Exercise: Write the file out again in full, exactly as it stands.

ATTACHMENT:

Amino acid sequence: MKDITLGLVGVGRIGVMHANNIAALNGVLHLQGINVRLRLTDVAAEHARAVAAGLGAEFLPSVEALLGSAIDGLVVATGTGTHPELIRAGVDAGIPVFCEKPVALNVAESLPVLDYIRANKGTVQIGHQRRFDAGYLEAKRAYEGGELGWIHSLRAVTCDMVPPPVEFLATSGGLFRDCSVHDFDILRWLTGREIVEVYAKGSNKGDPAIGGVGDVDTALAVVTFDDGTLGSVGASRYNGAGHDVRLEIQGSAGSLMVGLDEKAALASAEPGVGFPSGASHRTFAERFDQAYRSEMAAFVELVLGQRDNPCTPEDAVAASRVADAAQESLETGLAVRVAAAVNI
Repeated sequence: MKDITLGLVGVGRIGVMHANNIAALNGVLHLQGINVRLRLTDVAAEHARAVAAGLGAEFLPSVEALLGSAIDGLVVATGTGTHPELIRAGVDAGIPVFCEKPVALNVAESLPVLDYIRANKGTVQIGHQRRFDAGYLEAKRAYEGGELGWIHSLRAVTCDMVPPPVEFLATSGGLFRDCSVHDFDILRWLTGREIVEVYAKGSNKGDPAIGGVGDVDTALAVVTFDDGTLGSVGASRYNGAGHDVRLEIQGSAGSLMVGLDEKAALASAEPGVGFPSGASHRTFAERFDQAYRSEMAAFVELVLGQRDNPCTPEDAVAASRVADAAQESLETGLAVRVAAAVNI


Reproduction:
Amino acid sequence: MKDITLGLVGVGRIGVMHANNIAALNGVLHLQGINVRLRLTDVAAEHARAVAAGLGAEFLPSVEALLGSAIDGLVVATGTGTHPELIRAGVDAGIPVFCEKPVALNVAESLPVLDYIRANKGTVQIGHQRRFDAGYLEAKRAYEGGELGWIHSLRAVTCDMVPPPVEFLATSGGLFRDCSVHDFDILRWLTGREIVEVYAKGSNKGDPAIGGVGDVDTALAVVTFDDGTLGSVGASRYNGAGHDVRLEIQGSAGSLMVGLDEKAALASAEPGVGFPSGASHRTFAERFDQAYRSEMAAFVELVLGQRDNPCTPEDAVAASRVADAAQESLETGLAVRVAAAVNI
Repeated sequence: MKDITLGLVGVGRIGVMHANNIAALNGVLHLQGINVRLRLTDVAAEHARAVAAGLGAEFLPSVEALLGSAIDGLVVATGTGTHPELIRAGVDAGIPVFCEKPVALNVAESLPVLDYIRANKGTVQIGHQRRFDAGYLEAKRAYEGGELGWIHSLRAVTCDMVPPPVEFLATSGGLFRDCSVHDFDILRWLTGREIVEVYAKGSNKGDPAIGGVGDVDTALAVVTFDDGTLGSVGASRYNGAGHDVRLEIQGSAGSLMVGLDEKAALASAEPGVGFPSGASHRTFAERFDQAYRSEMAAFVELVLGQRDNPCTPEDAVAASRVADAAQESLETGLAVRVAAAVNI